Deutsche Bank submits Sustainable Energy for Africa proposal to Green Climate Fund
Proposal aims to support USD 3.5bn of investment over the next 15 years, helping nearly half a million people, small and medium sized businesses gain access to clean electricity
Deutsche Bank has submitted a proposal to combine capital from the UN established Green Climate Fund (GCF) with private sector investors to finance renewable electricity access for African households, small and medium sized enterprises in cooperation with local banks.
An estimated 621 million people in Sub-Saharan Africa lack access to electricity, which especially affects the rural population. The lack of access to clean, reliable and affordable electrical energy, is a severe constraint for economic growth and hinders the reduction of poverty. Additionally, it creates significant air pollution which negatively weighs on the health conditions of large parts of the population and contributes to climate change.
Pierre Cherki, Global Head of Alternatives at Deutsche Asset Management said: "We have taken our responsibility seriously as the first commercial bank accredited to the UN’s Green Climate Fund, by developing a proposal to contribute to one of the critical Sustainable Development Goals (SDG)s, specifically to “Sustainable Energy for All” (goal No. 7). The proposal builds on our track-record of working with public sector investors to raise higher amounts of private capital to achieve positive environmental and social outcomes and a return on investment. Without this proposal, private sector investors tend to be too risk adverse to invest at scale in off-grid renewable energy in Africa. And public sector capital will not be sufficient to meet this critical goal."
Deutsche Bank’s proposal is called the Universal Green Energy Access Program (UGEAP). It will work with and through local financial institutions in an innovative structure to enable local banks to extend medium and long term loans in local currency or US dollars for businesses that provide clean electricity solutions. The proposal has been endorsed by the Governments of Benin, Kenya, Namibia, Nigeria and Tanzania, which is where the program will initially focus investments in the first three years. The program will be expanded thereafter to other African countries in the future.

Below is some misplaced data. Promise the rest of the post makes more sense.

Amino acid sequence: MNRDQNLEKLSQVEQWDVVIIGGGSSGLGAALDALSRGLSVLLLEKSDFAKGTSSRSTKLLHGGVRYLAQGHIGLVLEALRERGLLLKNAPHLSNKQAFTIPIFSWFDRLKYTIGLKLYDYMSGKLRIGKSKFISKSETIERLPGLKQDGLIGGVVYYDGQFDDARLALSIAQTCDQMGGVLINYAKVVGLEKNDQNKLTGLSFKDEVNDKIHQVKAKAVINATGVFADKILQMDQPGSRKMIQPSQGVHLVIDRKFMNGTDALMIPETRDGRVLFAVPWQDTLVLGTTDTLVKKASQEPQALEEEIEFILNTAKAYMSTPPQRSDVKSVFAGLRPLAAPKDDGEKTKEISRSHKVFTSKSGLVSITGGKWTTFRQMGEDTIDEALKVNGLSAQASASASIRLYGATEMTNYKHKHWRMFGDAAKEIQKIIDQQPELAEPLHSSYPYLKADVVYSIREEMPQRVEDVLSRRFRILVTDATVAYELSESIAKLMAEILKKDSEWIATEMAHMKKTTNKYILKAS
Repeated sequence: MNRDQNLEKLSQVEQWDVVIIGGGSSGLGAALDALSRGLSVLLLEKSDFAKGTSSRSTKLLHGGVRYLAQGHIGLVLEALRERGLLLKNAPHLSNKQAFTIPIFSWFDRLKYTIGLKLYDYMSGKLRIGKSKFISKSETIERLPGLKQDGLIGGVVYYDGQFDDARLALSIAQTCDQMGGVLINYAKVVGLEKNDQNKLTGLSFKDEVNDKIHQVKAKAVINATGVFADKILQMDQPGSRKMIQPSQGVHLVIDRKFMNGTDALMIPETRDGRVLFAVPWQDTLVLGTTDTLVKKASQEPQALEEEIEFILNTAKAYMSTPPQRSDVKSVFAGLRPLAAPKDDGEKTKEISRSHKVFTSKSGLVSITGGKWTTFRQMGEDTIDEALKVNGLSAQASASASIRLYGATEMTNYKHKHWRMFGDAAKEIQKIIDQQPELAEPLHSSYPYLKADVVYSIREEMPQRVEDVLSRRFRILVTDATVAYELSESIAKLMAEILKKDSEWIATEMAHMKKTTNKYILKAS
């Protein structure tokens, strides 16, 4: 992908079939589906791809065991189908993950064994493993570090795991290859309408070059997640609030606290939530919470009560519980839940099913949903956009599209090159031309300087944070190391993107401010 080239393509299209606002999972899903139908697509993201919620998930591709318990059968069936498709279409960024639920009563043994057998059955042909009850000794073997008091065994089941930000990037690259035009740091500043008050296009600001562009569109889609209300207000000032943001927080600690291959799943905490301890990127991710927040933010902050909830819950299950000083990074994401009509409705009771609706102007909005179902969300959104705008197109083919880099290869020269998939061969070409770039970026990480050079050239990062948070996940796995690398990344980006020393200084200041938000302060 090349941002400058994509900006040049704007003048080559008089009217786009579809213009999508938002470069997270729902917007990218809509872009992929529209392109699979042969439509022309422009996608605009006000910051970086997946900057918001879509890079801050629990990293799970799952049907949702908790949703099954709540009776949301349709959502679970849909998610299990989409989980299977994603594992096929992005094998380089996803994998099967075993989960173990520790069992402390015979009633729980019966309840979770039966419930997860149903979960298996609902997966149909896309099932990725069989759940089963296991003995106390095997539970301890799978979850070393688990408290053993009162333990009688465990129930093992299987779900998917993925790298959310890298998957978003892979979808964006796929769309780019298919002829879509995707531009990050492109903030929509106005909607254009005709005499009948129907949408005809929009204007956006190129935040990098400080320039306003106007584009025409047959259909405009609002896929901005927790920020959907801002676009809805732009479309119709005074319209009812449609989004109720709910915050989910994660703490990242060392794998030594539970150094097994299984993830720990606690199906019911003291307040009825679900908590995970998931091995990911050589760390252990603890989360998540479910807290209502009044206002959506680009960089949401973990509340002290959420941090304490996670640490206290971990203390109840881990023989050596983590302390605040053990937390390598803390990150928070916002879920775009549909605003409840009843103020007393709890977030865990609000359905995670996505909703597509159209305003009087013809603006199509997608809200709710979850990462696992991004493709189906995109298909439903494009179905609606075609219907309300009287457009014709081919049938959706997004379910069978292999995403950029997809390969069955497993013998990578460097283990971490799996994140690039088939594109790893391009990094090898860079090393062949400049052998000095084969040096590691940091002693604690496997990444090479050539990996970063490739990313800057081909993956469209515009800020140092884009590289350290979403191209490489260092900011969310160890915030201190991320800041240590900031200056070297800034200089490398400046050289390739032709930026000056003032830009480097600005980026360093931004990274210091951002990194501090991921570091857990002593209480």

Deutsche Asset Management estimates that the fund’s 15 years of operation could lead to cumulative carbon emission reduction savings of approx. 50m tCO2, installation of 1,500 Megawatt of renewable electricity, improved renewable energy access for 461,400 households and businesses (450,000 new solar home systems, 10,500 solar mini-grid systems and 900 solar systems for small and medium enterprises). The initiative could create up to 15,600 permanent jobs and 7,900 temporary jobs. With the fund’s dedicated Gender Policy, it is our aim that 45%+ of direct jobs and 40%+ of temporary jobs will be for women, though progress towards this goal is effected by the conduct of the fund’s investees.”
Further details about the Green Climate Fund and the UGEAP proposal:
The proposal will be considered by the Board of the Green Climate Fund when it convenes for its thirteenth meeting in Songdo, South Korea, from 10 to 13 October. Countries from around the world have provided initial commitments of USD 10.3bn to GCF as part of the United Nations Framework Convention on Climate Change's goal to support developing countries in reducing carbon emissions and adapting to the impacts of climate change. Deutsche Bank has been accredited to GCF in July 2015. The UGEAP programme is the first that will be submitted to the Board for review.
The proposal takes the form of a private debt fund, managed by Deutsche Asset Management’s Sustainable Investment team. This team has USD 1.8bn in assets under management in funds focused on sustainable development initiatives in the areas of renewable energy, energy efficiency, agriculture, health, education, micro-finance and financial inclusion. The UGEAP proposal will build on Deutsche Asset Management’s experience in operating the Africa Agriculture and Trade Investment Fund (AATIF) which works with local banks to improve agricultural productivity. Deutsche Bank was the first global bank to establish a socially motivated microfinance fund in 1997 and since then Deutsche Bank has partnered with more than 130 microfinance institutions in more than 50 countries, benefiting as many as 3.8 million low-income entrepreneurs through USD 1.67 billion in financing, many of which are in Africa. Other funds managed by the Sustainable Investment team have already made loans to several leading off-grid renewable energy companies active in Africa. The UGEAP fund will have a dedicated gender policy and social and environmental management system, based on the IFC Performance Standards.